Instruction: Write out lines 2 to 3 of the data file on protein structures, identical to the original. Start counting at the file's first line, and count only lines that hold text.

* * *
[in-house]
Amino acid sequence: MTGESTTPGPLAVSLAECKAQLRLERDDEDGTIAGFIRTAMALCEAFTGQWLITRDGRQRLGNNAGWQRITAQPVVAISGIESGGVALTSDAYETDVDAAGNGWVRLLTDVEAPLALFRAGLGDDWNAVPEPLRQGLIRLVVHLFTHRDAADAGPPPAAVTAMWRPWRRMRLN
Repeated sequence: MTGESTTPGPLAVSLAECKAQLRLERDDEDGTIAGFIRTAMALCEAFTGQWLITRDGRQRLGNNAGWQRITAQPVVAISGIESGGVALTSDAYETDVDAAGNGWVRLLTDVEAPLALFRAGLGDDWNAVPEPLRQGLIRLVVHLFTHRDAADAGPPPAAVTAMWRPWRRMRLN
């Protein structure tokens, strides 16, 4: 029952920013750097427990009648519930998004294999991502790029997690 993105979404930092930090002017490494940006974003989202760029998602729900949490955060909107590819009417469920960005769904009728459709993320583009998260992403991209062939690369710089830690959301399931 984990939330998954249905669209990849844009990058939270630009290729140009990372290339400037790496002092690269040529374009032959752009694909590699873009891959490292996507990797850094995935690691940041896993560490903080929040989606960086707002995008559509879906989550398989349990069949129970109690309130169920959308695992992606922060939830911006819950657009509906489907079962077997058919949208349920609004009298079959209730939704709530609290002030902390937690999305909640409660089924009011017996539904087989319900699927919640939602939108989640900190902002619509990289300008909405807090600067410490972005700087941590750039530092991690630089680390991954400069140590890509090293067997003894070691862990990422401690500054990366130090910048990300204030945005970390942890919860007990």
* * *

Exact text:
Amino acid sequence: MTGESTTPGPLAVSLAECKAQLRLERDDEDGTIAGFIRTAMALCEAFTGQWLITRDGRQRLGNNAGWQRITAQPVVAISGIESGGVALTSDAYETDVDAAGNGWVRLLTDVEAPLALFRAGLGDDWNAVPEPLRQGLIRLVVHLFTHRDAADAGPPPAAVTAMWRPWRRMRLN
Repeated sequence: MTGESTTPGPLAVSLAECKAQLRLERDDEDGTIAGFIRTAMALCEAFTGQWLITRDGRQRLGNNAGWQRITAQPVVAISGIESGGVALTSDAYETDVDAAGNGWVRLLTDVEAPLALFRAGLGDDWNAVPEPLRQGLIRLVVHLFTHRDAADAGPPPAAVTAMWRPWRRMRLN